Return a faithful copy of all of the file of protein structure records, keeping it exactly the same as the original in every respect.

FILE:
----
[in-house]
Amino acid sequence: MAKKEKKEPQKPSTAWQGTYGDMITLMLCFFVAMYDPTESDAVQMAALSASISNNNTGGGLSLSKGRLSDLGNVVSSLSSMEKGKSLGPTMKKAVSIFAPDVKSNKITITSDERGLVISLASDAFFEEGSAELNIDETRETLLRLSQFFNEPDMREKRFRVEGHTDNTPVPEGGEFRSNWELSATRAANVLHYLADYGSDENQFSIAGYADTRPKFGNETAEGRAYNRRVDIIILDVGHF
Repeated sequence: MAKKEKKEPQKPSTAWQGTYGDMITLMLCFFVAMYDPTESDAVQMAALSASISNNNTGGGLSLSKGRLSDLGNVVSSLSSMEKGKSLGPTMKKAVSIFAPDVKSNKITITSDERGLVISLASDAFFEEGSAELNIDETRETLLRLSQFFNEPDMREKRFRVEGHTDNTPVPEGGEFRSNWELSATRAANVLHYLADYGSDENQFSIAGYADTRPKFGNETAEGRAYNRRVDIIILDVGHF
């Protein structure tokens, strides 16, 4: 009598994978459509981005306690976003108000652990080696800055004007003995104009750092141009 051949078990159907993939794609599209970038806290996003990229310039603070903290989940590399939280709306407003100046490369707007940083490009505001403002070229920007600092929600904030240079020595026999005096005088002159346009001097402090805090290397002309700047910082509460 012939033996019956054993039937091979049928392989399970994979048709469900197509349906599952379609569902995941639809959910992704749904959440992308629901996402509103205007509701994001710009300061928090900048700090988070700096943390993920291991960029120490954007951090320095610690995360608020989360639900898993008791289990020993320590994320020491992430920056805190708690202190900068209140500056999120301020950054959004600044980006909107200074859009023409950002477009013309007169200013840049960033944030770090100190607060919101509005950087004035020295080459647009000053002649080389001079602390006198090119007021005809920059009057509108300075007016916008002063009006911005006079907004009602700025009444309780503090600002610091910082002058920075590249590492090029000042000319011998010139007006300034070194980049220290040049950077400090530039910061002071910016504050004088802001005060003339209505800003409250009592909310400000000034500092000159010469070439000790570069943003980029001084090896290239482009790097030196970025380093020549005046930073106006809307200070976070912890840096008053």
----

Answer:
[in-house]
Amino acid sequence: MAKKEKKEPQKPSTAWQGTYGDMITLMLCFFVAMYDPTESDAVQMAALSASISNNNTGGGLSLSKGRLSDLGNVVSSLSSMEKGKSLGPTMKKAVSIFAPDVKSNKITITSDERGLVISLASDAFFEEGSAELNIDETRETLLRLSQFFNEPDMREKRFRVEGHTDNTPVPEGGEFRSNWELSATRAANVLHYLADYGSDENQFSIAGYADTRPKFGNETAEGRAYNRRVDIIILDVGHF
Repeated sequence: MAKKEKKEPQKPSTAWQGTYGDMITLMLCFFVAMYDPTESDAVQMAALSASISNNNTGGGLSLSKGRLSDLGNVVSSLSSMEKGKSLGPTMKKAVSIFAPDVKSNKITITSDERGLVISLASDAFFEEGSAELNIDETRETLLRLSQFFNEPDMREKRFRVEGHTDNTPVPEGGEFRSNWELSATRAANVLHYLADYGSDENQFSIAGYADTRPKFGNETAEGRAYNRRVDIIILDVGHF
């Protein structure tokens, strides 16, 4: 009598994978459509981005306690976003108000652990080696800055004007003995104009750092141009 051949078990159907993939794609599209970038806290996003990229310039603070903290989940590399939280709306407003100046490369707007940083490009505001403002070229920007600092929600904030240079020595026999005096005088002159346009001097402090805090290397002309700047910082509460 012939033996019956054993039937091979049928392989399970994979048709469900197509349906599952379609569902995941639809959910992704749904959440992308629901996402509103205007509701994001710009300061928090900048700090988070700096943390993920291991960029120490954007951090320095610690995360608020989360639900898993008791289990020993320590994320020491992430920056805190708690202190900068209140500056999120301020950054959004600044980006909107200074859009023409950002477009013309007169200013840049960033944030770090100190607060919101509005950087004035020295080459647009000053002649080389001079602390006198090119007021005809920059009057509108300075007016916008002063009006911005006079907004009602700025009444309780503090600002610091910082002058920075590249590492090029000042000319011998010139007006300034070194980049220290040049950077400090530039910061002071910016504050004088802001005060003339209505800003409250009592909310400000000034500092000159010469070439000790570069943003980029001084090896290239482009790097030196970025380093020549005046930073106006809307200070976070912890840096008053």